Pentagon: North Korea fires intercontinental ballistic missile

South Korea's military said Wednesday in Seoul that North Korea has fired a ballistic missile, its first provocation from Kim Jong Un, shown here visiting a motor complex last week, in 75 days. Photo courtesy of KCNA/UPI

SEOUL, South Korea, Nov. 28 (UPI) — An initial assessment indicates that North Korea fired an intercontinental ballistic missile Tuesday, the Pentagon said.

“The U.S. Department of Defense detected and tracked a single North Korea missile launch today at about 1:17 p.m. EST,” Pentagon spokesman Col. Robert Manning said in a statement. “Initial assessment indicates that this missile was an intercontinental ballistic missile.”

If confirmed, it would be North Korea’s third ICBM launch following two in July.

Tuesday’s missile was launched from Sain Ni, North Korea, and flew about 1,000 kilometers before falling into the East Sea inside Japan’s exclusive economic zone, according to Manning.

It did not pose a threat to North America, its territories or its allies, he said, citing the North American Aerospace Defense Command.

“Our commitment to the defense of our allies, including the Republic of Korea and Japan, in the face of these threats, remains ironclad,” he added. “We remain prepared to defend ourselves and our allies from any attack or provocation.”

President Donald Trump told reporters in Washington he had Defense Secretary James Mattis monitoring the situation.

“We will take care of it,” Trump said. “It is a situation that we will handle.”

Mattis said the missile went higher than any previous shots North Korea had fired.

“It’s a research and development effort on their part to continue building ballistic missiles that can threaten everywhere in the world,” he said.

Mattis said North Korea’s action “endangers world peace, regional peace and certainly the United States.”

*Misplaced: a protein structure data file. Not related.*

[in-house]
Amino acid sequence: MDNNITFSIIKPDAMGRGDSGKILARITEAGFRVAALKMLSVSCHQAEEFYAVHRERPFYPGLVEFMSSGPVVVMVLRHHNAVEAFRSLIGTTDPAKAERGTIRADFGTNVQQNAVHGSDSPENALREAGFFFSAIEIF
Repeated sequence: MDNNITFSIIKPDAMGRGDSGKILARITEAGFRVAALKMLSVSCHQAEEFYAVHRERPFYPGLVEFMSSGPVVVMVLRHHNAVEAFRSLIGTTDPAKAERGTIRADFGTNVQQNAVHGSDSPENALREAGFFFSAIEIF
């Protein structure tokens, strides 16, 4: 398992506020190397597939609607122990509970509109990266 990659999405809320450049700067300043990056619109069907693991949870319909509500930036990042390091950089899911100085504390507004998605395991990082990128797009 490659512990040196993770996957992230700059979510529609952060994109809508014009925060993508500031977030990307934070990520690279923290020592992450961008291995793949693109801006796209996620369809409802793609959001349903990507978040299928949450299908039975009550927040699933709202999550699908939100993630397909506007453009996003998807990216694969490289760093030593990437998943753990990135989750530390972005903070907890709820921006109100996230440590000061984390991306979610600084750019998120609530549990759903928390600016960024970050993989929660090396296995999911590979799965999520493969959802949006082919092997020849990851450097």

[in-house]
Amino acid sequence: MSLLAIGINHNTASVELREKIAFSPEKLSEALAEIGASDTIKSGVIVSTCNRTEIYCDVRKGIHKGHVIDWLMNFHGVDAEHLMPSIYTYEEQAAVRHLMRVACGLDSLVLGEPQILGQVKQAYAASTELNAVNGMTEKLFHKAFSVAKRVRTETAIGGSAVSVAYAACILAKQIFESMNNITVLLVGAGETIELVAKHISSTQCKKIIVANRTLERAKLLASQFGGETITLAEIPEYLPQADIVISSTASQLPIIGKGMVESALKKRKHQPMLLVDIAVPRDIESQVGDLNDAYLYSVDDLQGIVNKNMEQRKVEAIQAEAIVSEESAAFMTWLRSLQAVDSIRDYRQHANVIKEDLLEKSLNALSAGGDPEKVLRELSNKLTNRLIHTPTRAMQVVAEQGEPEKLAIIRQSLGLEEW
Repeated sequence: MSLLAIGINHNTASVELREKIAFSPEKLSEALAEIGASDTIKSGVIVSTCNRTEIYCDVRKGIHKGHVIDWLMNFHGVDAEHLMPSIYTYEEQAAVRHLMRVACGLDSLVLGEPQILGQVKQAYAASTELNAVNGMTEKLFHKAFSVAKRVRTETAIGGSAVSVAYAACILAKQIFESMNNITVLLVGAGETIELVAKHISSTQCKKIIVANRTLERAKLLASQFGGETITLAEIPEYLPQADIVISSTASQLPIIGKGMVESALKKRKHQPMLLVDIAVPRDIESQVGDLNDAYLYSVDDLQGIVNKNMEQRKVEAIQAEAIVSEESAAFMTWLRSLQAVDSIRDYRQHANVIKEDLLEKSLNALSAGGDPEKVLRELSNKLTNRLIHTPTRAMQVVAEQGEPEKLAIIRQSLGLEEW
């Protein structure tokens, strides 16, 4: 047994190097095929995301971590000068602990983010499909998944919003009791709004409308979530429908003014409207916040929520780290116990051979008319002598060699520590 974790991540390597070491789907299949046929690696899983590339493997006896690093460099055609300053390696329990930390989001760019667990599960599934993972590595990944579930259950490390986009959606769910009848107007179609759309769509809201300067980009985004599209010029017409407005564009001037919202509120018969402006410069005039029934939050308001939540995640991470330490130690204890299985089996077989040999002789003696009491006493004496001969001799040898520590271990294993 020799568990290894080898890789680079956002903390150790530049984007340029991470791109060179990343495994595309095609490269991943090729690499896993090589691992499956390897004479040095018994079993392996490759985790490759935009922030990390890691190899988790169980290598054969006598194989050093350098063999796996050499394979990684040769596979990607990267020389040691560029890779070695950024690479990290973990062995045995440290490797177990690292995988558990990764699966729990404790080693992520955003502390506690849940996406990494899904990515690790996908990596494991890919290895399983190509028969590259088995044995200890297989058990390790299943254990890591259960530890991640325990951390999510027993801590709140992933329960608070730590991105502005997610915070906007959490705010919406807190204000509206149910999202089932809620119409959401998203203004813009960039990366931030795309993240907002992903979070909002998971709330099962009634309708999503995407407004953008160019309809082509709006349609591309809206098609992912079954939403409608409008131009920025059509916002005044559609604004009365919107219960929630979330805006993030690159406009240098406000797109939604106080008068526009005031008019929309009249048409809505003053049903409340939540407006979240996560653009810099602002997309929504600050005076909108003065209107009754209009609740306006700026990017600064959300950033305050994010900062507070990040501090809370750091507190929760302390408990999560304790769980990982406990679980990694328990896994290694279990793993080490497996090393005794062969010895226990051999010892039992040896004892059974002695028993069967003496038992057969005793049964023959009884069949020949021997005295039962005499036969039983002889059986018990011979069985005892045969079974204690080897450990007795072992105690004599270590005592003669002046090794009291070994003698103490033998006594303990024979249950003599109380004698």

The first two ICBM launches triggered fresh U.N. Security Council sanctions against the communist regime and led to an exchange of heated rhetoric between U.S. President Donald Trump and North Korean leader Kim Jong Un.

Still, the regime carried out its sixth and most powerful nuclear test in September, heightening concerns of a potential military conflict on the Korean Peninsula.

North Korea stopped provocations after launching an intermediate-range ballistic missile over Japan on Sept. 15, raising hopes there could be an opening for talks between Washington and Pyongyang.

The regime has accelerated its pursuit of a nuclear-tipped missile capable of reaching the American mainland, claiming it is only meant to deter U.S. hostility.

South Korea responded to the latest launch with live-fire missile training near the eastern sea border with North Korea.

Mattis said the South Korean response makes “certain North Korea understands that they could be taken under fire by our allies.”

The South’s Army, Navy and Air Force staged the 20-minute combined drill close to the Northern Limit Line in the East Sea from 3:23 a.m. Wednesday local time, according to the Joint Chiefs of Staff.

It involved the Army’s missile unit, the Navy’s Aegis ship and the Air Force’s KF-16 fighter jet, each firing a missile at a simulated target set in consideration of the distance to the site where the North’s shot the ballistic missile.


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